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Discussion Starter · #1 ·
I've taken note that the "climbers" in the Pro ranks similar to my height (but far superior to my performance) are running 120mm+ stems, notably Contador, Rasmussen and Pellizotti. Notably, I noticed Contador kept the same stem length when he moved from a 56cm Madone to a 52cm S-Works SL3.

Using logical thinking, this must largely have to do specifically with how far over the front wheel he wants to be. That then has me questioning, would he, as well as other climbers prefer stems at this end of the length "spectrum" for more weight over the front for well...better climbing?

So I'm curious to getting some insight about this. I've heard mixed takes on where weight should ideally be for climbing. Some say rearward for more weight on the pedals, and some say forward for the exact opposite reason. Does this choice in length even have anything do with weight placement? Or does it have to do with something else likie leverage, etc?
 

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Hucken The Fard Up !
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you have to find a good compromise

for climbing seated, you'd want more seatback, for off the saddle climbing you'd want a long stem.

if you go with an smaller frame that what you would normally use, then it would weight less and allow you to have maybe a 32mm seatback seatpost and a long 120 or 130mm stem. the saddle to handlebars drop would be quite high.

It won't be a comfortable bike for centuries though.
 

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Ventruck said:
I've taken note that the "climbers" in the Pro ranks similar to my height (but far superior to my performance) are running 120mm+ stems, notably Contador, Rasmussen and Pellizotti. Notably, I noticed Contador kept the same stem length when he moved from a 56cm Madone to a 52cm S-Works SL3.
While you're singling out climbers, many pros are riding 120 mm + stems because they fit themselves on the smallest possible frame. It's also possible (but I'm too lazy to confirm this) that the horizontal dimensions of a 56 cm Madone and a 52 cm S-Works are much closer to one another as their nominal frame sizes would suggest. Point being, the connection between stem length and climbing prowess may prove to be nonexistent.

Interesting thought, nevertheless.
 

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Larry Lackapants
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+1 for knowing the TT length of the 2 frames first.

Other thing would be the handlebars used, in each case and their reach..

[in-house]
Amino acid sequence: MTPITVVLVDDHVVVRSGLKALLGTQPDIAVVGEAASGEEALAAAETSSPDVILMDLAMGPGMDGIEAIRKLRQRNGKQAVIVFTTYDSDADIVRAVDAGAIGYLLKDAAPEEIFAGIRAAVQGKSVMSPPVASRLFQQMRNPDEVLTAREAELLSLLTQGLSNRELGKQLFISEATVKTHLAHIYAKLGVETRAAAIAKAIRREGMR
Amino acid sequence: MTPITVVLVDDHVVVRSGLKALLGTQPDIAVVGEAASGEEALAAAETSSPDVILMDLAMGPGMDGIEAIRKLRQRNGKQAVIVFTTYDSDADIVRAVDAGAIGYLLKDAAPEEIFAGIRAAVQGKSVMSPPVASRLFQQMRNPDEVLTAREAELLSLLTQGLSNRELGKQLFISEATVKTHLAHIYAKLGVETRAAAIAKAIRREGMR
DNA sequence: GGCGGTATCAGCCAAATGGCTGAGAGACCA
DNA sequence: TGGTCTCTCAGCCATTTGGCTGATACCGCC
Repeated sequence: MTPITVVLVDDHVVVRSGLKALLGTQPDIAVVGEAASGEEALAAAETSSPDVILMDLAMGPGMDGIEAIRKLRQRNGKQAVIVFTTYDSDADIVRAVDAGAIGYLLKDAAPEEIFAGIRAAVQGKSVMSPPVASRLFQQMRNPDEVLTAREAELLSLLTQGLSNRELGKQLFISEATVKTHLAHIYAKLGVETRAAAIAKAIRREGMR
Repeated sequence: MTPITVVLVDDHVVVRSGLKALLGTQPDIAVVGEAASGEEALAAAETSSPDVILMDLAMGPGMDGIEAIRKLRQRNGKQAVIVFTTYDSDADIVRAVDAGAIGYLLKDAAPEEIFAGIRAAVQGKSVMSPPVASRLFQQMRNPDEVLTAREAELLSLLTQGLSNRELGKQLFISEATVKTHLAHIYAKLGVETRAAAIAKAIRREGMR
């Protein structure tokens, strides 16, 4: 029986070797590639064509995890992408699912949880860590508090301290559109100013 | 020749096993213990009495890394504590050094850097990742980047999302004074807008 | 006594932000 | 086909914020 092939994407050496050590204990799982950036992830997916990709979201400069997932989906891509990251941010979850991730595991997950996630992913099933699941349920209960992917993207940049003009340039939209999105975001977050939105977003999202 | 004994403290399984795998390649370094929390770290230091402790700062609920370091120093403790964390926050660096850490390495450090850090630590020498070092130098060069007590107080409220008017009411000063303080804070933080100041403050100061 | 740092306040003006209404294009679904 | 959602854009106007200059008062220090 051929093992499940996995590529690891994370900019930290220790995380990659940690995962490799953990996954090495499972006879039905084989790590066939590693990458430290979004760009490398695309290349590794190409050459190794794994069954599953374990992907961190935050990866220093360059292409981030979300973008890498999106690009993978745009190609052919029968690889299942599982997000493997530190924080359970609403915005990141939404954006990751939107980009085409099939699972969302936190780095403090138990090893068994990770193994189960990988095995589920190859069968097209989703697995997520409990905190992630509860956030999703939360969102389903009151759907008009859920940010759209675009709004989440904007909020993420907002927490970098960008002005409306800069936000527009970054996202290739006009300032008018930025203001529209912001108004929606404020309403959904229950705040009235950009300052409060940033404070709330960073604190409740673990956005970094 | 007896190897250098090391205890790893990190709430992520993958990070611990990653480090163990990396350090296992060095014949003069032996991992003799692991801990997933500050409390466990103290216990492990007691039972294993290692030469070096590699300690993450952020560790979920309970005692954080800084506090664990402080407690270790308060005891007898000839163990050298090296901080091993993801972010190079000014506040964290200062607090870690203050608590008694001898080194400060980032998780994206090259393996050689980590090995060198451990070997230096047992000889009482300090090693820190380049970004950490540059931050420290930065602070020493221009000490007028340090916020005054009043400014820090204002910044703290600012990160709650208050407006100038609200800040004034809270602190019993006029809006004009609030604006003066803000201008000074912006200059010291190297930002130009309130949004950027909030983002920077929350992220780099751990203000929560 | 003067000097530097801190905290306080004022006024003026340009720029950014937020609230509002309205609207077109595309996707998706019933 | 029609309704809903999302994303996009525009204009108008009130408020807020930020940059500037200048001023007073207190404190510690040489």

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If you watch the good climbers they tend to be very upright, almost vertical (look at schleck) when climbing. Putting all your weight forward, especially during an acceleration, it's really easy to get the back wheel off the ground which is going to slow you down. I know because I tend to throw all my weight forward... Been working on staying back a bit and more upright. Keeps the back wheel on the ground.

I think the stem length is just related to fit.
 

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Discussion Starter · #7 ·
wim said:
It's also possible (but I'm too lazy to confirm this) that the horizontal dimensions of a 56 cm Madone and a 52 cm S-Works are much closer to one another as their nominal frame sizes would suggest. Point being, the connection between stem length and climbing prowess may prove to be nonexistent.

Interesting thought, nevertheless.
I looked into confirming it. :D

The 56cm Madone has a longer effective TT length than the 52cm S-Works SL3. Contador noted his Trek was too large for him at some point.

I also had the thought that the stem length was chosen to clear the bars from being hit by the riders' knees, but just playing with that thought myself with my 100mm stem, it's never happening - and I'm pretty certain my legs are longer than AC's (based on his BB-Saddle measurement of 74cm)

Thanks for everyone's insight so far. Guess best conclusion to draw atm is that such stem lengths are chosen for fit in terms of what feels comfortable for the riders out of the saddle...which I assume was created by trial and error as opposed to math.

The thought of keeping weight rearward to prevent slipping in the rear somewhat puzzles me as a longer stem would do the opposite. I guess by elementary deduction, this fit would then be a case of the arms as opposed to legs?
 

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Ventruck said:
Guess best conclusion to draw atm is that such stem lengths are chosen for fit in terms of what feels comfortable for the riders out of the saddle
Not saying this never happens, but I've never heard of out-of-the-saddle comfort being the driver for a stem length change. But as you pointed out, hitting your knees on the bar while out-of-the-saddle is a possibility (long femur). I know one rider who increased stem length to keep that from happening (later on, he got a longer frame).

For what it's worth, some riders (myself included) are sensitive to bar height when climbing out-of-the-saddle, with the preference generally being a lower bar. To appreciate how a high bar can cramp your climbing style, imagine the theoretical extreme situation of climbing out-of-the-saddle on a comfort bike—hands in front of your chest, elbows flexed 90 degrees. Not good.
 

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Ventruck said:
I looked into confirming it. :D

The 56cm Madone has a longer effective TT length than the 52cm S-Works SL3. Contador noted his Trek was too large for him at some point.
ETT length is meaningless without factoring in the seat tube angle. You need to compare Reach numbers which is the ETT if you had an imaginary 90deg STA.